I’m looking at a bottle of something called ‘Hollywood Hair’, and I’m deeply skeptical. Yes, I did go online and buy this, with my own funds, and of my own volition. I was not coerced, and it seemed like a good idea to me at the time. I guess I just got caught up in the moment, and the advertising, including the wacky video that went with the spray that demonstrated people doing all kinds of stunts, running through the rain, performing backflips…all that. They were having a great time, and thanks to this hairspray, their hair always stayed exactly the same. It would freeze in place like it was carved from rock, just like in Hollywood.
Still…I remain skeptical. I don’t believe in magic, and when I was at my favourite hair salon near South Melbourne last week, I was asking a lot of questions about what you put in your hair. The general impression I’ve gotten from hair professionals is that yeah, powerful sprays like that do exist, but they’re not widely used because they’re not good for your follicles overall. They’re okay for occasional use if you wash your hair well afterwards, but not for every day. Everything in moderation, some things in extreme moderation. I’d trust a local Melbourne hairdresser over some shady hair site claiming to have placed actual magic inside a bottle, and yet I did go and buy the thing. See, I have plenty of trouble making my hair stay still, not get blown this way and that by the wind…like, I can make a hair appointment at a salon, walk out of the door and five minutes later…my stubborn follicles have ruined my life, like they’re going for a record.
Hmm. Maybe I should keep the spray as backup for special events where I have to go out for a long time? Outdoors, probably. Or I could take it to one of Melbourne’s hair salons and ask for a review. And if they immediately whip out the holy water and force me out, then I’ll know to not put this stuff in my hair.
Of all the challenges that came with starting the world’s first brunch restaurant for cats, I wouldn’t have thought that discrimination was at the top of the pile. There are currently NO brunch restaurants for cats, anywhere. None. Zilch. Not a single one. So just the very fact that I’m opening this brunch restaurant, for cats, is in itself a bold step forward, progress in this modern era. But now I’m getting blasted on social media even before we’ve opened because we’re not going allow dogs. Um…get your own brunch restaurant, dog lovers. This is a feline zone.
Everything else is going smoothly, I think. I’ve been looking into upgrading to commercial kitchen equipment, like…a commercial deep fryer, for example. We’re still working out the menu, but I’m thinking sardine grits might be lovely, along with some tuna wedges, tartar sauce and dry gravy nuggets on the side. We want to make sure we keep the emphasis on brunch, although research suggests that cats don’t really mind so much what they get and when. Still, we want the food to be good quality, hence the commercial equipment and not the silly little oven and stove out there at the moment.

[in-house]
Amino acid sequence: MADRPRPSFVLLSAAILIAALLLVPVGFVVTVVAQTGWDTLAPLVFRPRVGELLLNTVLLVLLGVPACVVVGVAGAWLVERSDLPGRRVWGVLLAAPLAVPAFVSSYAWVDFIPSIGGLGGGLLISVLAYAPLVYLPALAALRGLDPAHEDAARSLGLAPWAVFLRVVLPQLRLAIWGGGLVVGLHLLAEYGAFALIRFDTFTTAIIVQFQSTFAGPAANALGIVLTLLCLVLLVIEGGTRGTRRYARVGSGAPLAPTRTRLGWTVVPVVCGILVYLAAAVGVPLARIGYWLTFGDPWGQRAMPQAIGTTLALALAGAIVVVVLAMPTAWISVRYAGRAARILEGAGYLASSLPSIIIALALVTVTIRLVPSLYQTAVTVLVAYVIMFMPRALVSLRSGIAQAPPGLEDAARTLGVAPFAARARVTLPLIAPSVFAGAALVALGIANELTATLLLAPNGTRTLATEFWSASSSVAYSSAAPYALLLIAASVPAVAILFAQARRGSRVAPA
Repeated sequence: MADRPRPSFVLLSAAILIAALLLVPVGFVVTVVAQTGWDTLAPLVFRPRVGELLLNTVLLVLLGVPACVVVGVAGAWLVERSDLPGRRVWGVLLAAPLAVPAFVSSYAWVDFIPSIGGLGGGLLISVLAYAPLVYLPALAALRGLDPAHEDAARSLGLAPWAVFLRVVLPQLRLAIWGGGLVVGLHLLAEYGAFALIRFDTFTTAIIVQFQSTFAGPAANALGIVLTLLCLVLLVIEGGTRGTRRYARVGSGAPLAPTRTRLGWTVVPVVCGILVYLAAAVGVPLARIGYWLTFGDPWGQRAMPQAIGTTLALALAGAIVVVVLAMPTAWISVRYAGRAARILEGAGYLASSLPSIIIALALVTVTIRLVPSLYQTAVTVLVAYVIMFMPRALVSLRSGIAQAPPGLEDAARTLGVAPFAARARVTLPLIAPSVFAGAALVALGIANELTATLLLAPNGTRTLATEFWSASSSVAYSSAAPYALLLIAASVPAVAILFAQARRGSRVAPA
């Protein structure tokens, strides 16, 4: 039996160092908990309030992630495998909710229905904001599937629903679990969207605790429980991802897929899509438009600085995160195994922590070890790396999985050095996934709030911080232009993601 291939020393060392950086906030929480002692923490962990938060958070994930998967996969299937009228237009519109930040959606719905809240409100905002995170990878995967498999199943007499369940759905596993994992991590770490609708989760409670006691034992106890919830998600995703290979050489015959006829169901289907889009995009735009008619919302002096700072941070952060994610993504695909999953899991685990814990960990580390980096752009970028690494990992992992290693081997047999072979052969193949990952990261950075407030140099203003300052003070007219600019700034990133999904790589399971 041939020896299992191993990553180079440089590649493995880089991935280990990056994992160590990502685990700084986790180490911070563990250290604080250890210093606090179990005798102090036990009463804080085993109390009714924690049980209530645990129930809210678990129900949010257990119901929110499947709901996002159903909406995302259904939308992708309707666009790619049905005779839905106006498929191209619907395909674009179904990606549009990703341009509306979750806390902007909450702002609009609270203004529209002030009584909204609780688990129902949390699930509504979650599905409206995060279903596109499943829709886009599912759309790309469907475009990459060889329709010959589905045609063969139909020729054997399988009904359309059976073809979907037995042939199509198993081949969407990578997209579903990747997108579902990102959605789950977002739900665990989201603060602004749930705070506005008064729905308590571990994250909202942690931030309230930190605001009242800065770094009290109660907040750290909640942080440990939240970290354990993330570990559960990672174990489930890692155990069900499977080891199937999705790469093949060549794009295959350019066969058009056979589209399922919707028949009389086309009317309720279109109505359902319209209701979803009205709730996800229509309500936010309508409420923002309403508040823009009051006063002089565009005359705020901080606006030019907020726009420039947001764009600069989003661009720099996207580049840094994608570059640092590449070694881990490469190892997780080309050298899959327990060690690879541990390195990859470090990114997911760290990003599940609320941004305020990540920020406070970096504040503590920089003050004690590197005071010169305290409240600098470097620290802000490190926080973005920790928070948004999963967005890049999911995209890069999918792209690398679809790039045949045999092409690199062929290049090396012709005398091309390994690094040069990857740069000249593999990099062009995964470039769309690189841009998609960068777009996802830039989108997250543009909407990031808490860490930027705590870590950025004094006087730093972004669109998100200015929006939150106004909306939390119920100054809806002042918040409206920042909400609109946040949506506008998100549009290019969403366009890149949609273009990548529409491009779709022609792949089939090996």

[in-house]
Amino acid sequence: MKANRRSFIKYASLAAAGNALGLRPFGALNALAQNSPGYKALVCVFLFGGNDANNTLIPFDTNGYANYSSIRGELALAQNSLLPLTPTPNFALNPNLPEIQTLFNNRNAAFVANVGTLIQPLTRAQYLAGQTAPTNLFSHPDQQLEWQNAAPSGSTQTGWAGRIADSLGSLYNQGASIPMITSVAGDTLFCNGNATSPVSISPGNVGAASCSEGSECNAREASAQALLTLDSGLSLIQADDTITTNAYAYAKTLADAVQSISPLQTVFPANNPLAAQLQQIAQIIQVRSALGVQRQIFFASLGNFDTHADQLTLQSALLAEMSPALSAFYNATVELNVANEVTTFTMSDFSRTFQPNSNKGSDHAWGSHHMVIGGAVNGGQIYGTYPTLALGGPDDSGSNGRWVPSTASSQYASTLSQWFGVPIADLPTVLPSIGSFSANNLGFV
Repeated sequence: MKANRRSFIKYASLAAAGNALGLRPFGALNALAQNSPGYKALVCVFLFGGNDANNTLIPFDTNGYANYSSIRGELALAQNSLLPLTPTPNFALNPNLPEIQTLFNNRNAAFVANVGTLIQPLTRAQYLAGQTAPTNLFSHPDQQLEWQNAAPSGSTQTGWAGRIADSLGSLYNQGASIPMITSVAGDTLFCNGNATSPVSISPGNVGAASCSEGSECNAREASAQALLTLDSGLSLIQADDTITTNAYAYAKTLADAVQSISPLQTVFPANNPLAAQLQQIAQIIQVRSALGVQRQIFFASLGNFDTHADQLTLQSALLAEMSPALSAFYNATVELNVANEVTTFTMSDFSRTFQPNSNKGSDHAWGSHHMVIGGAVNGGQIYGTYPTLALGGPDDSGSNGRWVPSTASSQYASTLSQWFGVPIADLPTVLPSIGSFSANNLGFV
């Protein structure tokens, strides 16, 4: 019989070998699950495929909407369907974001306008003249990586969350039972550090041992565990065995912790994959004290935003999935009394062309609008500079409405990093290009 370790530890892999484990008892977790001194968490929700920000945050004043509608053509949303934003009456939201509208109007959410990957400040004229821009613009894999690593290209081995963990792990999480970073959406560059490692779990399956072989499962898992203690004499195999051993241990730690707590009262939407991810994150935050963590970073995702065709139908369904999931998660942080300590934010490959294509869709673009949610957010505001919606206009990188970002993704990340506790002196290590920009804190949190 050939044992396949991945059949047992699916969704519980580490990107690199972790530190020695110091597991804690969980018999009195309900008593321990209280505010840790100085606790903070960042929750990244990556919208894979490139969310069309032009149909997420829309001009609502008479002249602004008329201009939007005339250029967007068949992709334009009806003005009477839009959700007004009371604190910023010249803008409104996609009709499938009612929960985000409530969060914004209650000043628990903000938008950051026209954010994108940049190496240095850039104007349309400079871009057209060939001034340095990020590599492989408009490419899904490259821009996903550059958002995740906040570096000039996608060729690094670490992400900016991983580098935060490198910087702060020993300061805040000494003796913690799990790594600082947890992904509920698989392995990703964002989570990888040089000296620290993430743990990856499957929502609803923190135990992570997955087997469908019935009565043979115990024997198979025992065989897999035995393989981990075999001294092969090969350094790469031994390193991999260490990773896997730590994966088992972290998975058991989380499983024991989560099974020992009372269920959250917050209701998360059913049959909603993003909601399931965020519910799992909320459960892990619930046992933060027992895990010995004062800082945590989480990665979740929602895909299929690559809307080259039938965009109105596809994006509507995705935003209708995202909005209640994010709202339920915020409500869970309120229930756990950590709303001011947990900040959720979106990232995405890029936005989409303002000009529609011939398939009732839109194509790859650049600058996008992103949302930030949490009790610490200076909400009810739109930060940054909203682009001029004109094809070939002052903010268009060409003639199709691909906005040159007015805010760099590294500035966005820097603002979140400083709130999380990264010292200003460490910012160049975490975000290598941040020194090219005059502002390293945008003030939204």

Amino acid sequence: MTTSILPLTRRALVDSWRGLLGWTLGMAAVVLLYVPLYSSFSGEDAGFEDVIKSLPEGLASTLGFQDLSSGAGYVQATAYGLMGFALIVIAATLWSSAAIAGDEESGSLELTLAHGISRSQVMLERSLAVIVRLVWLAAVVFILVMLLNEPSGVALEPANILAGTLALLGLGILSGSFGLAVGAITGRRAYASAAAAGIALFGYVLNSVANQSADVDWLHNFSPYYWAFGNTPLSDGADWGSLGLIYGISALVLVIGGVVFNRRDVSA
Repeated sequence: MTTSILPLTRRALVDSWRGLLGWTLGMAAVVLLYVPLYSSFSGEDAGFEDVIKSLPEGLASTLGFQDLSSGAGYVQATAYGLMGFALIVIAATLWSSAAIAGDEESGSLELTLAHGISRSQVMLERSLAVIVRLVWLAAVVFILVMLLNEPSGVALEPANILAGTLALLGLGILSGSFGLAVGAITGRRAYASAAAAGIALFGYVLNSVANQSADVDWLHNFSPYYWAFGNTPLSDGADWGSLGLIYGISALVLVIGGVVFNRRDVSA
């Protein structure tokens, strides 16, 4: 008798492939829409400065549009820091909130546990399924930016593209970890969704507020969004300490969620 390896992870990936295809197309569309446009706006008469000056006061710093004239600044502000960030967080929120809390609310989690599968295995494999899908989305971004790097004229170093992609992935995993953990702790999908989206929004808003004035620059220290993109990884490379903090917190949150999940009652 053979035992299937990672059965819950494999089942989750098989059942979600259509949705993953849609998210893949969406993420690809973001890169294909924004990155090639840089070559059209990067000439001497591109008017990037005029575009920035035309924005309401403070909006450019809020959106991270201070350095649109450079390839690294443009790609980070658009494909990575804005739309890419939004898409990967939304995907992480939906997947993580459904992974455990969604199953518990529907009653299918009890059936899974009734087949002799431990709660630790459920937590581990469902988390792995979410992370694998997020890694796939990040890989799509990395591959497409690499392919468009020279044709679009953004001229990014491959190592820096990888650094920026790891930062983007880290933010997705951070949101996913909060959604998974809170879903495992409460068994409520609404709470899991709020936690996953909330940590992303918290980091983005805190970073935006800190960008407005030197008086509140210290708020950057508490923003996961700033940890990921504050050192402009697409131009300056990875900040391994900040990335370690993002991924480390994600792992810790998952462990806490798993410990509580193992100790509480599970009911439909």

What we’re hoping is that this is a place for cats to come in, unwind, catch up with friends and generally spend a relaxing morning, with some great food that they chose themselves; all totally unprecedented in the food world. We will be the first, so obviously we’re going for professionalism. High-quality cat beds, tables at just the right height for a fancy feline feast, beautifully-designed menus and a set of commercial steamers and ovens to craft a menu to utter perfection. I’m particularly excited about the kibble toast slathered in chicken pate, overlaid with a kipper. We need a signature dish, after all.
OH. MY. TYRE REPAIRS.
As in, ‘oh my, tire repairs! We need them!’
We actually do, because I just gave them a few kicks when I took the kids to school this morning and they seemed really floppy. I should’ve called today, but I just couldn’t concentrate. The impending news of Week of Our Lives perhaps being cancelled and perhaps being renewed has me on edge, as with many people all around the city, and there they are just still soldiering on and making episodes, knowing that each one may be their last.
Speaking or tire repairs, there’s been quite the automotive tizzy after Jacque came to Realsville and started his own auto-repairs shop, except he does things in an exotic French way and everyone is enamoured. Ian learned everything he knows from a place in Ringwood that does RACV inspections, and it was their specialty. In fact, we got a flashback to when he was a child, and learning the ways of auto inspections. It involved waking up at 5am every day, pushing a tractor tire up a mountain, studying for six hours to learn every single piece of every single car off by heart and then four hours of intense mechanical practice.